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Weapons of Mass Destruction Part 3

My little mini series tirade against the abuses of weed-killers and pesticides is coming to an end, so this week we will look at the alternatives.

As mentioned in week one, you cannot beat a bit of old-fashioned elbow grease by digging out those troublesome weeds with a fork or edging spade. Dig deep, beyond the weed, turn over the soil and hand pick or tug it out. Yes I know, your back will hurt, your hands might blister and your brow will sweat – but it’s rewarding for your health, the soil and your footprint on this planet. But, for those who want an easier option than the brute force approach, then luckily we have other methods that don’t involve the nasty stuff called glyphosate.

A petrol brushcutter will decimate and slice off very stubborn weeds especially if they come fitted with the changeable disc blade, but be careful you’re not just dispersing seed heads as they will just end up in your soil again and return with a vengeance. The same applies to rotovating; initially it does a wonderful job by turning up weeds and roots, leaving them battered and seemingly lifeless on the soil bed. But if you don’t spend time meticulously raking and removing, you will find seeds have sprouted and your weeds have miraculously been given a new lease of life.

All vegetation needs light to grow, so after strimming (especially if your weeds are a metre high), rake up all the debris and then cover with a thick piece of black plastic – if you can soak the soil prior to laying the plastic then even better. This is best done when the temperature is high as this will then ‘cook’ the weeds and get rid of any harmful fungi, bacteria and pests – otherwise known as solarisation. If possible, leave this to ‘simmer’ for at least a month, after which you will find that all the weeds (except possibly the practically indestructible Bermuda buttercup) have died. You can then remove the plastic and start to plant, or if you want to sow veggies then simply cut slits in the plastic and plant your crops in the gaps. You can always cover the plastic with a fine gravel or pine bark to make it more attractive. An even more eco-friendly version would be to substitute the plastic for newspaper or off-cuts of cardboard. It might look a little messier – and there’s always the risk that Google maps will be able to profile you from what tabloid media is spread on your garden!

For those who want a quick fix, there are these other options, which do the job at varying degrees. For example, don’t waste any of your boiling water from vegetables by pouring it down the sink. Pour scalding water on stubborn weeds – especially in the drive or calcada – and it will kill them off. Even leaving a long garden hose exposed to a the sun on a hot summers day, will produce near boiling water when first turned on, so spray it on your weeds too.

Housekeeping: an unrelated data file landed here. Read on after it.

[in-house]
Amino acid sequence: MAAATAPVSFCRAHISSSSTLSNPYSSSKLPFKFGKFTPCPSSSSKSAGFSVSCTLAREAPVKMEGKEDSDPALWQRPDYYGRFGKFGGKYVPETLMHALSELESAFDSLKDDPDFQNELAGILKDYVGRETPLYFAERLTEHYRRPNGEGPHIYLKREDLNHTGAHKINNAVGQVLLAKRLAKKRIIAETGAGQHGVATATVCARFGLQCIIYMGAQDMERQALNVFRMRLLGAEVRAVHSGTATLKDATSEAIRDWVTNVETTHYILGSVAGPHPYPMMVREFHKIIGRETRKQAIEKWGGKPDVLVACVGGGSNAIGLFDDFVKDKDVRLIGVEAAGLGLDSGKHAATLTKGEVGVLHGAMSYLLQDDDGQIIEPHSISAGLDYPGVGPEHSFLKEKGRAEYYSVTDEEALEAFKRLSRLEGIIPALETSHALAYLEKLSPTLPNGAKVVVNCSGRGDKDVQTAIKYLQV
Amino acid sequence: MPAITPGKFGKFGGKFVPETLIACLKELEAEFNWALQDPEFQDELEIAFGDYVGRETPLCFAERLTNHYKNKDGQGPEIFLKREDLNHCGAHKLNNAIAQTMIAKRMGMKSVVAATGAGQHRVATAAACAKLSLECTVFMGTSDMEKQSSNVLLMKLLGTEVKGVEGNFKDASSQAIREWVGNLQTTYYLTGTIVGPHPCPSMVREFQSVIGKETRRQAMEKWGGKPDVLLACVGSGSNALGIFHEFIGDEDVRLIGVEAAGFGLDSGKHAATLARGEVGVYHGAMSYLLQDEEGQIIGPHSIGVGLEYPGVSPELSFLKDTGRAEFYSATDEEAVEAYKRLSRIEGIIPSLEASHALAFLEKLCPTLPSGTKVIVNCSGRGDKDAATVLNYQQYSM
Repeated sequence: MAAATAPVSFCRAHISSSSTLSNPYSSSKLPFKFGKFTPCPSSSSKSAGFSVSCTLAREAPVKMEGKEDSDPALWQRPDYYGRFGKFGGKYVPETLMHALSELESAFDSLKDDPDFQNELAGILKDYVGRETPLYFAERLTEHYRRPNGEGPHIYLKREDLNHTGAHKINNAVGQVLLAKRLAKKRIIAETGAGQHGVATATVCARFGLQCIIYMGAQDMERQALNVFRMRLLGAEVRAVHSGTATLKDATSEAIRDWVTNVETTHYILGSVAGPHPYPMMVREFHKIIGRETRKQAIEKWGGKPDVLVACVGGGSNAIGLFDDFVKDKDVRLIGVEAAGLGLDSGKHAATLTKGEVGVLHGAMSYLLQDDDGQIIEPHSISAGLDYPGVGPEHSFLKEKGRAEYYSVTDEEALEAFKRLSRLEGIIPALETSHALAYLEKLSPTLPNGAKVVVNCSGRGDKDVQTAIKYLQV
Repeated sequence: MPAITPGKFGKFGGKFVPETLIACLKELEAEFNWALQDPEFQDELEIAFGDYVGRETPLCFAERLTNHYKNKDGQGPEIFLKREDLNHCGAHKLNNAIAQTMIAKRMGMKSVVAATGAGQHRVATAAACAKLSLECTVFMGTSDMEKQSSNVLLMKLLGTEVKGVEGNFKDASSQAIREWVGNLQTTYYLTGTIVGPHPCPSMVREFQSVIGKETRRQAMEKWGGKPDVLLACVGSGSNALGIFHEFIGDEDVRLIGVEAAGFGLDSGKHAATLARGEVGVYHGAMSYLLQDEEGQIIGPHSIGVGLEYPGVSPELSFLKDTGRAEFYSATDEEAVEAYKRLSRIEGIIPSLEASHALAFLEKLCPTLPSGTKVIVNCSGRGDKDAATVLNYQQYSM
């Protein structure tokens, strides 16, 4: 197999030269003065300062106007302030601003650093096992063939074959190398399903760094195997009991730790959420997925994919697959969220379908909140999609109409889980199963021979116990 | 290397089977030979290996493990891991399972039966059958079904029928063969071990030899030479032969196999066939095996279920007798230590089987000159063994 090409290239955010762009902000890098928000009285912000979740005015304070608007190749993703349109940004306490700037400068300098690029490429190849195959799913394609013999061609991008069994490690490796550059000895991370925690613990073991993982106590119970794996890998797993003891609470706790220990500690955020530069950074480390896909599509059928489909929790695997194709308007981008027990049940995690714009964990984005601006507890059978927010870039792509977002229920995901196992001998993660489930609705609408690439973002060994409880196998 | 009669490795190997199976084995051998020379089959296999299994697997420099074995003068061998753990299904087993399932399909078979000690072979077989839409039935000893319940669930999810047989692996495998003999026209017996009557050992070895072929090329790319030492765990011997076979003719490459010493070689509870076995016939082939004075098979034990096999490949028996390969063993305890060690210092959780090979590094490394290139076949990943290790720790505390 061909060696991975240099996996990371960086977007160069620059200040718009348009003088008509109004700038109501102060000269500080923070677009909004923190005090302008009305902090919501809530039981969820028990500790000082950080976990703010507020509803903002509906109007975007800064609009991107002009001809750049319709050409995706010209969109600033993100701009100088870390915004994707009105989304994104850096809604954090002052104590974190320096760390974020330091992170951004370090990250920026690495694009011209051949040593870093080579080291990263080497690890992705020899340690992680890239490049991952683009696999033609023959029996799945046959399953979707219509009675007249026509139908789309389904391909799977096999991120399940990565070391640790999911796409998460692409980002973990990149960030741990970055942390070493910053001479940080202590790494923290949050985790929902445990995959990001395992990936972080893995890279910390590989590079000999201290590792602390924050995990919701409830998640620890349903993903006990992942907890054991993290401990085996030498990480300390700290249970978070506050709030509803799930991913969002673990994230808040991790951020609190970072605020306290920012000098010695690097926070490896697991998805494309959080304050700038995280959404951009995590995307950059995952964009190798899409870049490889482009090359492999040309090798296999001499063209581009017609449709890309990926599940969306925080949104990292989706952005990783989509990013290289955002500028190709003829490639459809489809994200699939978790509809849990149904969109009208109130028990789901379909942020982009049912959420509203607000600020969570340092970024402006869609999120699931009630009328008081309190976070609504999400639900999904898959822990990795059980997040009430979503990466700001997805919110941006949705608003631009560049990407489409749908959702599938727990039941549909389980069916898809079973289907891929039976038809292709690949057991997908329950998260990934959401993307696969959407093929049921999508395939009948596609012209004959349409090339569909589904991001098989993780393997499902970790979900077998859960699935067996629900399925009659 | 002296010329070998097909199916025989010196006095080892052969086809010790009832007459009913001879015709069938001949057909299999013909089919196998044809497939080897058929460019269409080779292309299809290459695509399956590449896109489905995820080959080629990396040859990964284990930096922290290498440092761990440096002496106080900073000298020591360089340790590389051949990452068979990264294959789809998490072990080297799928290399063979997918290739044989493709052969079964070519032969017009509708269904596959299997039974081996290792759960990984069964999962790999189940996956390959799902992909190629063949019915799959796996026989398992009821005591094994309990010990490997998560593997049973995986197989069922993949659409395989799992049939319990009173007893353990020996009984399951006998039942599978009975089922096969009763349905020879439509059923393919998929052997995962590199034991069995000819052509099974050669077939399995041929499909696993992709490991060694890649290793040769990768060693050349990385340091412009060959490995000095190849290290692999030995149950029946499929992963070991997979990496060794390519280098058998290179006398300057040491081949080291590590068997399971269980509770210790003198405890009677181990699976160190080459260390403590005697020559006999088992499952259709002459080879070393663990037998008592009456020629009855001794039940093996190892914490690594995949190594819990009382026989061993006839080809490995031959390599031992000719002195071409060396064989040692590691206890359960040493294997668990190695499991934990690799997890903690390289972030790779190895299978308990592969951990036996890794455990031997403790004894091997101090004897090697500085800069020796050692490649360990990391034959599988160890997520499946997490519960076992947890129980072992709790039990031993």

Many of us love a good dose of salt and vinegar on certain foods, but your garden weeds won’t agree. Apply a good sprinkle of rock salt directly on your weeds in gravel beds and driveways and they will soon wither away. Vinegar mixed in equal measures with water will penetrate deeper and destroy the roots of more stubborn weeds, so save up any leftover vinegar from pickled onions, gherkins and rollmops and you have an instant organic herbicide. Add some liquid soap to the mix and the resulting sticky dressing is literally ‘to die for’!

Another fast way to destroy weeds – and anything else in your path, so a HUGE note of caution here – is the old flame torch. For obvious reasons these are best used in Northern climates where the surrounding area is more damp, as the propane or paraffin burner will scorch and sizzle the most stubborn of weeds and obliterate them right back to soil level. Fantastic for dealing with a large uncultivated area, but don’t use it if there is any kind of risk of trees catching alight or in windy, dry conditions. Always have hose and water supply ready in an emergency and first check with your local bombeiros for their regulations of use.

Finally, one other way to reduce weeds is simply to plant more shrubs and ground cover. Thickets of borders with colour and foliage will help smother weeds and the lack of sunlight getting to their roots, will stop them growing.

So, there you have it, plenty of simply ways to overcome weeds; keep you fit, healthy and toxin free; and encourage more wildlife, birds and beneficial insects into your Monsanto-free, organic-style garden.

Next week we will talk about hardy plants and shrubs for those who live in areas that get nipped by the frost.

Bye for now


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